When Iraqi Prime Minister Nouri Kamal al-Maliki called for a timetable for the withdrawal of foreign troop (Der Spiegel, 7/19/08), U.S. corporate media coverage of his statement displayed a remarkable condescension. The New York Times' Steven Lee Myers (7/10/08) suggested that al-Maliki didn't mean what he was saying and was just doing what Iraqi politicians have to do, explaining that the prime minister's announcement "is partly a nod to Iraqi political realities, since Iraqi politicians must call for the end of the American occupation. No one in Iraqi realistically expects to throw out the Americans anytime soon--and few in Iraq ...


    Media Push an Unpopular Trade 'Centrism'

    As America heads toward a critical presidential election, “free trade” advocate Robert Reich, who as Bill Clinton’s labor secretary in 1993 fought hard for passage of the North American Free Trade Agreement (NAFTA), glumly admitted that the constituency for “free trade” has severely eroded. “I’m still a free trader, although I will tell you . . . there are fewer and fewer of us,” he told MSNBC host Chris Matthews wanly (Hardball, 10/8/07). “It’s a very unpopular position.” Unpopular with the public, but certainly not the media. Leading pundits and editorial writers for corporate media have persisted in counseling Democratic ...


    SoundBites

    McCain’s Warm Sedate Reception NPR guest Robert Traynham (7/16/08) described the “warm response” McCain received at an NAACP convention, including a “standing ovation” for his plan to promote school vouchers. But why would the NAACP, which opposes vouchers as a drain on public schools, be so enthusiastic about McCain’s proposals? Maybe they weren’t. The Baltimore Sun (7/17/08) reported that McCain received a “somewhat sedate reception—with only a smattering of applause for his education plan.” The discrepancy might be explained by Traynham’s perspective: Although NPR’s Farai Chideya introduced her guest only as “D.C. bureau chief for the Comcast cable network CN8,” ...


    Inventing Obama's Race Problem

    Barack Obama has a race problem—though corporate media can’t quite decide what it’s supposed to be. Take an article by New York Times political reporter Adam Nagourney published toward the end of the primary race with Hillary Clinton (5/6/08): If Mr. Obama loses in Indiana because of white blue-collar support for Mrs. Clinton, it would be the third time in a row, after Ohio and Pennsylvania, that he has lost a big state because of an inability to win over enough of those kinds of voters. So Obama’s problem is “white blue-collar support.” The very next paragraph, though, gives him ...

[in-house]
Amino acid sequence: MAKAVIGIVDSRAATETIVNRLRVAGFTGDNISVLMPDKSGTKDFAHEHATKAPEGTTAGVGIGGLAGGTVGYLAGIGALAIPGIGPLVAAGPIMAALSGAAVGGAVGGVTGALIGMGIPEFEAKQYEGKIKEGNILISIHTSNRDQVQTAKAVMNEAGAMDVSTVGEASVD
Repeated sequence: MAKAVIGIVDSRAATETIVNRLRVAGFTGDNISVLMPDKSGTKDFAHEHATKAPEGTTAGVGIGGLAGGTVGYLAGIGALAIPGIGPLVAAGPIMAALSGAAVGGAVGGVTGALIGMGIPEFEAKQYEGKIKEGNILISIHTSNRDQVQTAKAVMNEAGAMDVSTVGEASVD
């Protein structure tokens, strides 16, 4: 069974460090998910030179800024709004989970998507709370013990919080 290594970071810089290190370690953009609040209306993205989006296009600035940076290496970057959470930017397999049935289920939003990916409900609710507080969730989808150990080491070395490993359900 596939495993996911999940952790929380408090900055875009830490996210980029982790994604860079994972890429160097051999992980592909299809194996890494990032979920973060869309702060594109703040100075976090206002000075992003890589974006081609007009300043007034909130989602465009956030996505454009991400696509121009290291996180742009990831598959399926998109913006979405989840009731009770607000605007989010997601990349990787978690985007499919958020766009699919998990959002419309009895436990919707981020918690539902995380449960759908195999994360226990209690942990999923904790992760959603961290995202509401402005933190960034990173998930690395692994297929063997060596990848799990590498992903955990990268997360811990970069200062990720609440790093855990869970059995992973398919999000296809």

Spinning the Surge

    The most conspicuous thing about the mainstream media’s election-year discussion of the Iraq War is the lack of one. The numbers tell much of the story. Although it had been the main news story between January and May of 2007, totaling 20 percent of the news hole, that number declined to just 4 percent in the first three months of 2008—while the presidential campaign occupied 43 percent (Project for Excellence in Journalism, 3/26/08). Media decisions to treat the Iraq War as an afterthought have caused some correspondents to speak out publicly—most notably CBS correspondent Lara Logan, who said on Comedy ...


    David Brooks vs. the Real World

    Appearing on MSNBC Live (6/2/08), New York Times columnist David Brooks said that though Barack Obama’s presidential candidacy represented a “big historic movement,” the candidate may lack the common touch: The magic is not felt by a lot of people. It’s not felt, obviously, by a lot of less educated people, downscale people. They just look at Obama, and they don’t see anything. And so, Obama’s problem is he doesn’t seem like the kind of guy who could go into an Applebee’s salad bar, and people think he fits in naturally there. The fact that Applebee’s doesn’t have salad bars ...


    Still Taking the Pentagon's Bait:

    The General Accounting Office released a report June 23 that condemned the Bush administration’s “surge” strategy in Iraq. The same day the Pentagon released its own overwhelmingly positive report, “dated June 13 but not released until yesterday” (Washington Post, 6/24/08), which might reasonably be seen as a blatant White House effort to take the air out of the GAO’s findings. How did the Pentagon do with such a transparent gambit? Lamentably well. In write-ups in both the Washington Post and the Los Angeles Times, reporters used the Pentagon’s self-assessment just as its producers must have hoped: to counterweigh and cast ...